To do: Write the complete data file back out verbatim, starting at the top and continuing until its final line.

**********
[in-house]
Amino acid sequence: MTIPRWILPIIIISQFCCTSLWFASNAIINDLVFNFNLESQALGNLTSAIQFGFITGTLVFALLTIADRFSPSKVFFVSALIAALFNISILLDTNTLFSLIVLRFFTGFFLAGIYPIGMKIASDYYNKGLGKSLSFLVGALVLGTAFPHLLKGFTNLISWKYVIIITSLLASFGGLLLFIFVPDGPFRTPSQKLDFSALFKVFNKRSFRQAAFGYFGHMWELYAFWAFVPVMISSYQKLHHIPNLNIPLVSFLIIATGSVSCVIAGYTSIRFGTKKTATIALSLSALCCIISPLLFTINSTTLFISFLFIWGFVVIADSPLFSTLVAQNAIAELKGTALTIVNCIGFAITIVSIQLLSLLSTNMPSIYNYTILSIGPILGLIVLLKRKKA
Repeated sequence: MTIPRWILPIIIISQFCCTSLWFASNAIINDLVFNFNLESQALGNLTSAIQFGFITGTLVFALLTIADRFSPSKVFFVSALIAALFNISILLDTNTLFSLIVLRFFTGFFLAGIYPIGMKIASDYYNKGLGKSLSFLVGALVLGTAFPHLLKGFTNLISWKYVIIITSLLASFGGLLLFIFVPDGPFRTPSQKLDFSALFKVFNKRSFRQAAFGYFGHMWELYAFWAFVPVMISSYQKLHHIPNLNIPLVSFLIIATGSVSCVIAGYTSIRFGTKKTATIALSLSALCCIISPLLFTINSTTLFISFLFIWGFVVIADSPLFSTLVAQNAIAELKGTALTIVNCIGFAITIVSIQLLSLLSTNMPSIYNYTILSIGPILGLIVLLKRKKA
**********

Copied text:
[in-house]
Amino acid sequence: MTIPRWILPIIIISQFCCTSLWFASNAIINDLVFNFNLESQALGNLTSAIQFGFITGTLVFALLTIADRFSPSKVFFVSALIAALFNISILLDTNTLFSLIVLRFFTGFFLAGIYPIGMKIASDYYNKGLGKSLSFLVGALVLGTAFPHLLKGFTNLISWKYVIIITSLLASFGGLLLFIFVPDGPFRTPSQKLDFSALFKVFNKRSFRQAAFGYFGHMWELYAFWAFVPVMISSYQKLHHIPNLNIPLVSFLIIATGSVSCVIAGYTSIRFGTKKTATIALSLSALCCIISPLLFTINSTTLFISFLFIWGFVVIADSPLFSTLVAQNAIAELKGTALTIVNCIGFAITIVSIQLLSLLSTNMPSIYNYTILSIGPILGLIVLLKRKKA
Repeated sequence: MTIPRWILPIIIISQFCCTSLWFASNAIINDLVFNFNLESQALGNLTSAIQFGFITGTLVFALLTIADRFSPSKVFFVSALIAALFNISILLDTNTLFSLIVLRFFTGFFLAGIYPIGMKIASDYYNKGLGKSLSFLVGALVLGTAFPHLLKGFTNLISWKYVIIITSLLASFGGLLLFIFVPDGPFRTPSQKLDFSALFKVFNKRSFRQAAFGYFGHMWELYAFWAFVPVMISSYQKLHHIPNLNIPLVSFLIIATGSVSCVIAGYTSIRFGTKKTATIALSLSALCCIISPLLFTINSTTLFISFLFIWGFVVIADSPLFSTLVAQNAIAELKGTALTIVNCIGFAITIVSIQLLSLLSTNMPSIYNYTILSIGPILGLIVLLKRKKA